Rise Networks



Imagine you run an online school like Rise Networks Data Science School, and you have thousands of transactions every minute. Captured data include ID numbers, age, the amount paid, registered courses, degree, location and maybe race etc all this data will definitely be stored in a database but to efficiently get insights from this data in the database it has to be moved in real-time to different processing and analytics applications.

Your online school might want to evaluate which department registers earlier for instance and replicate what triggers these early registrations in other use-cases to enable the desired result of early registrations across the board, hence this data can not just be seated in the database, it has to be processed and this is where The Big Data Pipeline comes into play!

The data pipeline defines how information moves from point A to point B, from collection to refinement, and from storage to analysis. It encompasses the complete data movement process, from data collection, such as on a device, to data movements, such as through data streams or batch processing, and data destination, such as a data lake or application.

Big data Pipe Rise networks

The data pipeline delivers data to its destination in a fluid manner, allowing business to move smoothly. Quarterly reports may be missed, KPIs may be inaccurate, user behaviour may not be processed, ad income may be lost, and so on if the pipeline is clogged. An organization’s pipelines can be its lifeblood.

Let’s look at what a data pipeline typically consists of to get a better understanding of how it works in general. According to David Wells, a senior research analyst at Eckerson Group, there are eight different sorts of data pipeline components. Let’s take a quick look at them.

Big data Pipeline Rise Networks

Data pipeline components. Picture source example: Eckerson Group
Origin is the point of data entry in a data pipeline. Data sources (transaction processing application, IoT device sensors, social media, application APIs, or any public datasets) and storage systems (data warehouse, data lake, or data lakehouse) of a company’s reporting and analytical data environment can be an origin.

The final point to which data is transferred is called a destination. Destination depends on a use case: Data can be sourced to power data visualization and analytical tools or moved to storage like a data lake or a data warehouse. We’ll get back to the types of storage a bit later.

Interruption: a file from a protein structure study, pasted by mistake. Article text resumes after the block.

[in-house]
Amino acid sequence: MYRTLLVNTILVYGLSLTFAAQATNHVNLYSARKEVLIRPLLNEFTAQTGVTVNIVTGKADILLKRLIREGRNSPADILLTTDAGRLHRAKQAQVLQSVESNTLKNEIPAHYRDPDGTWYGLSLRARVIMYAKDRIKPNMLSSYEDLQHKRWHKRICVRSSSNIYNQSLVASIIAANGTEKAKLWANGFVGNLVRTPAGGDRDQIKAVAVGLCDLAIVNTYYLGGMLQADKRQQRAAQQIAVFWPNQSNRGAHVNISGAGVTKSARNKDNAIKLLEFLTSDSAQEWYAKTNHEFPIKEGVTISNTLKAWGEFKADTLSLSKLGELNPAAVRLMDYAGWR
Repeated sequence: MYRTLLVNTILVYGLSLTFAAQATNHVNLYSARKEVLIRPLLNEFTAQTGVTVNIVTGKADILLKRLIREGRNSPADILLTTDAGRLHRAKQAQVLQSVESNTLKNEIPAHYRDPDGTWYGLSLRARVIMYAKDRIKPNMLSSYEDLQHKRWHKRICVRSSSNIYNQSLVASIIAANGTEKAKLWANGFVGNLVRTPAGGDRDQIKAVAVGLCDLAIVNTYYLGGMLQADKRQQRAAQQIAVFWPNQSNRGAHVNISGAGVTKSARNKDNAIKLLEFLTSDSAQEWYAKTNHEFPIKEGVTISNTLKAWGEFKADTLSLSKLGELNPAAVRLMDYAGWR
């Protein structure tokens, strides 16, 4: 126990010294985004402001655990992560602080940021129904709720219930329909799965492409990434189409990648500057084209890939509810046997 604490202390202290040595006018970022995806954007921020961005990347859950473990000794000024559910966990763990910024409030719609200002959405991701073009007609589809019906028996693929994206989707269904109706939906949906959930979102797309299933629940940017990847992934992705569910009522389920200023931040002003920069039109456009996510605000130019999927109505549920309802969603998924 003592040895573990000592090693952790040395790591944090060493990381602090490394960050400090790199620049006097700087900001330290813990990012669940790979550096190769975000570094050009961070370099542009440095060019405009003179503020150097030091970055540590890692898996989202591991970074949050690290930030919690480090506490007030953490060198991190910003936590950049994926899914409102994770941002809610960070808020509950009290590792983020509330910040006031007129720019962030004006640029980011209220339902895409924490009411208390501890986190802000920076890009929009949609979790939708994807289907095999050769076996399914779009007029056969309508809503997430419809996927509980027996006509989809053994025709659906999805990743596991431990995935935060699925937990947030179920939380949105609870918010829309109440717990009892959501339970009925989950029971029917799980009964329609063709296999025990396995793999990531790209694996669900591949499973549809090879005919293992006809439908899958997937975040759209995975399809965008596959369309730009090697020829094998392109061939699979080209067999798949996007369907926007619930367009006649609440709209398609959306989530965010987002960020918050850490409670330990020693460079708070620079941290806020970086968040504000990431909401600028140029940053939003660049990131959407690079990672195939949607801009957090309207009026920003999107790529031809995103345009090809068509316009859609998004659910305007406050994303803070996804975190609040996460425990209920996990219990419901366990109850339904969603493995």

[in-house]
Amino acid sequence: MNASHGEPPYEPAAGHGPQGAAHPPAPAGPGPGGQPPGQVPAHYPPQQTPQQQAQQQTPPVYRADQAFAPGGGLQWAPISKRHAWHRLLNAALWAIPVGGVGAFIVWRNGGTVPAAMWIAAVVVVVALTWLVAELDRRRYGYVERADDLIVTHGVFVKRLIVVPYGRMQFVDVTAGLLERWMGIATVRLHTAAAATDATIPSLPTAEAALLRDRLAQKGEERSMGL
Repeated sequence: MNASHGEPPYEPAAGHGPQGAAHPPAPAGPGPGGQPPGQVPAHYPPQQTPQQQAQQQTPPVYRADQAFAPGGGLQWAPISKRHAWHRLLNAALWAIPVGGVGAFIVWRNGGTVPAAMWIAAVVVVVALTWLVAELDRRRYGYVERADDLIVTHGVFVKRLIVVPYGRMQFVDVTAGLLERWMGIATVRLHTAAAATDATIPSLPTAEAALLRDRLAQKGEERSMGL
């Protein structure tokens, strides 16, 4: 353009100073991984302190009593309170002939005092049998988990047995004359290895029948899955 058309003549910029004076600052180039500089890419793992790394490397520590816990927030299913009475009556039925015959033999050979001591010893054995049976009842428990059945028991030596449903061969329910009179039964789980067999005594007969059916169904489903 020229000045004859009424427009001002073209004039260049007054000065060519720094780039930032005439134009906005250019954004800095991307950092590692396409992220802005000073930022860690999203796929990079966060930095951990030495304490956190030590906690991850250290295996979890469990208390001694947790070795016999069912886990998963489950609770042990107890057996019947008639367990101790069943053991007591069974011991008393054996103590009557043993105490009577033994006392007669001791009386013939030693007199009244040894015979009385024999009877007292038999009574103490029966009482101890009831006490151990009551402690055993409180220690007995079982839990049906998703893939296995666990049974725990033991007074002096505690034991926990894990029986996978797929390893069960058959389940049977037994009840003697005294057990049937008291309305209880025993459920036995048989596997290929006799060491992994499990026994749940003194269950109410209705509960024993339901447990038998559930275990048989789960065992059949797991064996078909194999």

That’s the movement of data from origin to destination, including the changes it undergoes along the way as well as the data stores it goes through. One of the approaches to dataflow is called ETL, which stands for extract, transform, and load:

Extract – getting/ingesting data from original, disparate source systems.

Transform – moving data in temporary storage known as a staging area. Transforming data to ensure it meets agreed formats for further uses, such as analysis.

Load –  loading reformatted data to the final storage destination.

Storage refers to systems where data is preserved at different stages as it moves through the pipeline. Data storage choices depend on various factors, for example, the volume of data and frequency and volume of queries to a storage system uses of data, etc. (think of the online bookstore example).

Processing includes activities and steps for ingesting data from sources, storing it, transforming it, and delivering it to a destination. While data processing is related to data flow, it focuses on how to implement this movement.

The workflow defines a sequence of processes (tasks) and their dependence on each other in a data pipeline. Knowing several concepts – jobs, upstream, and downstream – would help you here. A job is a unit of work or execution that performs specified work – what is being done to data in this case. Upstream means a source from which data enters a pipeline, while downstream means a destination it goes to. Data, like water, flows down the data pipeline. Also, upstream jobs are the ones that must be successfully executed before the next ones – downstream – can begin.

The goal of monitoring is to check how the data pipeline and its stages are working: whether it remains efficient with growing data load, data remains accurate and consistent as it goes through processing stages, or whether no data is lost along the way.

These are tools and infrastructure behind data flow, storage, processing, workflow, and monitoring. Tooling and infrastructure options depend on many factors, such as organization size and industry, data volumes, use cases for data, budget, security requirements, etc. Some of the building blocks for data pipelines are:

ETL tools, including data preparation and data integration tools (Informatica Power Center, Apache Spark, Talend Open Studio).
data warehouses – central repositories for relational data transformed (processed) for a particular purpose (Amazon Redshift, Snowflake, Oracle). Since the main users are business professionals, a common use case for data warehouses is business intelligence.
data lakes – storages for raw, both relational and non-relational data (Microsoft Azure, IBM). Data lakes are mostly used by data scientists for machine learning projects.

Not every company needs a big data pipeline, and not every application necessitates the use of a pipeline. The features of data pipelines are unique. Features such as these may necessitate the use of a data pipeline:

Large data sets in need of storage

Collect information from a variety of places.

Data needed to be stored in the cloud.

For analysis or reporting, and in need of fast access.

Each major cloud provider has its own set of tools to assist with the creation of a data pipeline.

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